And then, suddenly, at 13, the parents left us to our own devices, and the invitations grew scarce, shriveled like raisins. I was invited to some things — not all, never all — at first. I smuggled abandoned friends, hidden in pockets and backpacks, across gates with me; they smuggled me.
Maybe we believe that those selves are authentic, and maybe that works for some of us! But maybe there is no concrete sense of self to be found, after all. Maybe we’re all the same, and maybe that can be liberating, too.
Can faith be more than struggling to keep things from dying? Maybe, there is nothing in the world that we can separate from death.
It is a fundamental aspect of the human condition, a longing for the past, for a sense of belonging so primordial that it predates language.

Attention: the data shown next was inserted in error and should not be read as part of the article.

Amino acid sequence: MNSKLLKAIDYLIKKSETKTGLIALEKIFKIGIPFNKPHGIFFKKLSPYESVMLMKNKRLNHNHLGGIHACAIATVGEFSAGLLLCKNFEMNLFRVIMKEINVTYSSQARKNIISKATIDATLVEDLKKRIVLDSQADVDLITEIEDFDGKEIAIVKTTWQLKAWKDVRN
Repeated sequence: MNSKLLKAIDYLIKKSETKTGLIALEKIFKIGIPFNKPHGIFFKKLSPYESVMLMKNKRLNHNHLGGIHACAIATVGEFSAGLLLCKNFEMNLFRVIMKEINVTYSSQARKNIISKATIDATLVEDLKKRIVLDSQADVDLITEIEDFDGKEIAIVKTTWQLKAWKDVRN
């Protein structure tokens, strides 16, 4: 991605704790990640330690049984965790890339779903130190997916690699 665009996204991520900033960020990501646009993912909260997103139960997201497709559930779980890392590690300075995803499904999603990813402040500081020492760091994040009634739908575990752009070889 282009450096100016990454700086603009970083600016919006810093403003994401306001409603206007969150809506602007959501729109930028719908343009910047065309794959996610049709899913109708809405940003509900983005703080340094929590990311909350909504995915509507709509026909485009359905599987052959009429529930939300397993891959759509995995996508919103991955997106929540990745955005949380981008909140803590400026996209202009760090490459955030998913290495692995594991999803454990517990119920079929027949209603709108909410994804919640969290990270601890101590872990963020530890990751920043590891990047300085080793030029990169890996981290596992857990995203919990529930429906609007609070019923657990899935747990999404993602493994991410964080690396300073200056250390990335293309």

In 272 pages and 11 short stories (some shorter than others), Brock Clarke plunges into the depths of the absurd.
Playwright Stephen Karam’s “The Humans,” enters the arena of American classics, unfolding at the confluence of tradition and modernity—all over a warm turkey.
“The White Card” demands as much from its audience as its actors, drawing spectators to see the world recreated on stage as simply that: a recreation of what Rankine calls the “fault line between black and white lives.”
On Feb. 12, Tayari Jones, novelist and Professor at Rutgers University’s MFA program in Newark, cast spells over a crowd squeezed into the Harvard Bookstore.
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Harvard Places Fryer on Administrative Leave, Levies Sanctions
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